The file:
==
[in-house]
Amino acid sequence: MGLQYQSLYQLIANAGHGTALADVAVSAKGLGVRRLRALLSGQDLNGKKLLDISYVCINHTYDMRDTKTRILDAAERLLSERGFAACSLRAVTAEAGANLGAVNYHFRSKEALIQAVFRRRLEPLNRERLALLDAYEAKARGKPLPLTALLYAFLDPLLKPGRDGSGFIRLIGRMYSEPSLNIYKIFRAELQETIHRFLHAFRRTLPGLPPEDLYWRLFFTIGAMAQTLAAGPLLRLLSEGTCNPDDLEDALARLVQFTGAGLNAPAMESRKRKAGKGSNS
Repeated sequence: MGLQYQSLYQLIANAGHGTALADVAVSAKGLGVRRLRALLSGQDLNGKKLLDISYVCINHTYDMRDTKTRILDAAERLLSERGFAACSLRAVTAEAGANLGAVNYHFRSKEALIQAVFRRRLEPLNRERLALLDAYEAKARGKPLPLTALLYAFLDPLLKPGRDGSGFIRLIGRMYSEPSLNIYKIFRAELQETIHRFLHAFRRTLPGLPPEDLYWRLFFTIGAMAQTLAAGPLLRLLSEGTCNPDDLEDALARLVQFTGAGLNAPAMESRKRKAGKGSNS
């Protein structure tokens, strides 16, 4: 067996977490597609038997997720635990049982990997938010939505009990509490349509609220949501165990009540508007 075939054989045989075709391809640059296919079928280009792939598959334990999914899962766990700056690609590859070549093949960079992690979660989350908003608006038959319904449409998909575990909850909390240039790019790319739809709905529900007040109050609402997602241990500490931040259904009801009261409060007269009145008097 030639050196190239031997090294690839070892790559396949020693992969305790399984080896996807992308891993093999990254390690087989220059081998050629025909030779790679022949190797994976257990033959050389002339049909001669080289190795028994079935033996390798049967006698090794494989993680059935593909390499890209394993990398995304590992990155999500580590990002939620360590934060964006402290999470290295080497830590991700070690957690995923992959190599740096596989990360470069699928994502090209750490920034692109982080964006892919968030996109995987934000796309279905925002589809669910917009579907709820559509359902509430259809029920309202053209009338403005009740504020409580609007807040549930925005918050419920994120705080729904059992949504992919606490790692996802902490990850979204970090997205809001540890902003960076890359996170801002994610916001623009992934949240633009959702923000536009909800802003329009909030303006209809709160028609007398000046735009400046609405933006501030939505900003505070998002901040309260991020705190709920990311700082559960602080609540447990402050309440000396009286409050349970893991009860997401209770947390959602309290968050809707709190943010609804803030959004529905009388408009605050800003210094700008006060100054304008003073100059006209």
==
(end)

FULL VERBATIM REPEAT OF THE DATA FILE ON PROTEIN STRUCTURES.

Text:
[in-house]
Amino acid sequence: MGLQYQSLYQLIANAGHGTALADVAVSAKGLGVRRLRALLSGQDLNGKKLLDISYVCINHTYDMRDTKTRILDAAERLLSERGFAACSLRAVTAEAGANLGAVNYHFRSKEALIQAVFRRRLEPLNRERLALLDAYEAKARGKPLPLTALLYAFLDPLLKPGRDGSGFIRLIGRMYSEPSLNIYKIFRAELQETIHRFLHAFRRTLPGLPPEDLYWRLFFTIGAMAQTLAAGPLLRLLSEGTCNPDDLEDALARLVQFTGAGLNAPAMESRKRKAGKGSNS
Repeated sequence: MGLQYQSLYQLIANAGHGTALADVAVSAKGLGVRRLRALLSGQDLNGKKLLDISYVCINHTYDMRDTKTRILDAAERLLSERGFAACSLRAVTAEAGANLGAVNYHFRSKEALIQAVFRRRLEPLNRERLALLDAYEAKARGKPLPLTALLYAFLDPLLKPGRDGSGFIRLIGRMYSEPSLNIYKIFRAELQETIHRFLHAFRRTLPGLPPEDLYWRLFFTIGAMAQTLAAGPLLRLLSEGTCNPDDLEDALARLVQFTGAGLNAPAMESRKRKAGKGSNS
């Protein structure tokens, strides 16, 4: 067996977490597609038997997720635990049982990997938010939505009990509490349509609220949501165990009540508007 075939054989045989075709391809640059296919079928280009792939598959334990999914899962766990700056690609590859070549093949960079992690979660989350908003608006038959319904449409998909575990909850909390240039790019790319739809709905529900007040109050609402997602241990500490931040259904009801009261409060007269009145008097 030639050196190239031997090294690839070892790559396949020693992969305790399984080896996807992308891993093999990254390690087989220059081998050629025909030779790679022949190797994976257990033959050389002339049909001669080289190795028994079935033996390798049967006698090794494989993680059935593909390499890209394993990398995304590992990155999500580590990002939620360590934060964006402290999470290295080497830590991700070690957690995923992959190599740096596989990360470069699928994502090209750490920034692109982080964006892919968030996109995987934000796309279905925002589809669910917009579907709820559509359902509430259809029920309202053209009338403005009740504020409580609007807040549930925005918050419920994120705080729904059992949504992919606490790692996802902490990850979204970090997205809001540890902003960076890359996170801002994610916001623009992934949240633009959702923000536009909800802003329009909030303006209809709160028609007398000046735009400046609405933006501030939505900003505070998002901040309260991020705190709920990311700082559960602080609540447990402050309440000396009286409050349970893991009860997401209770947390959602309290968050809707709190943010609804803030959004529905009388408009605050800003210094700008006060100054304008003073100059006209």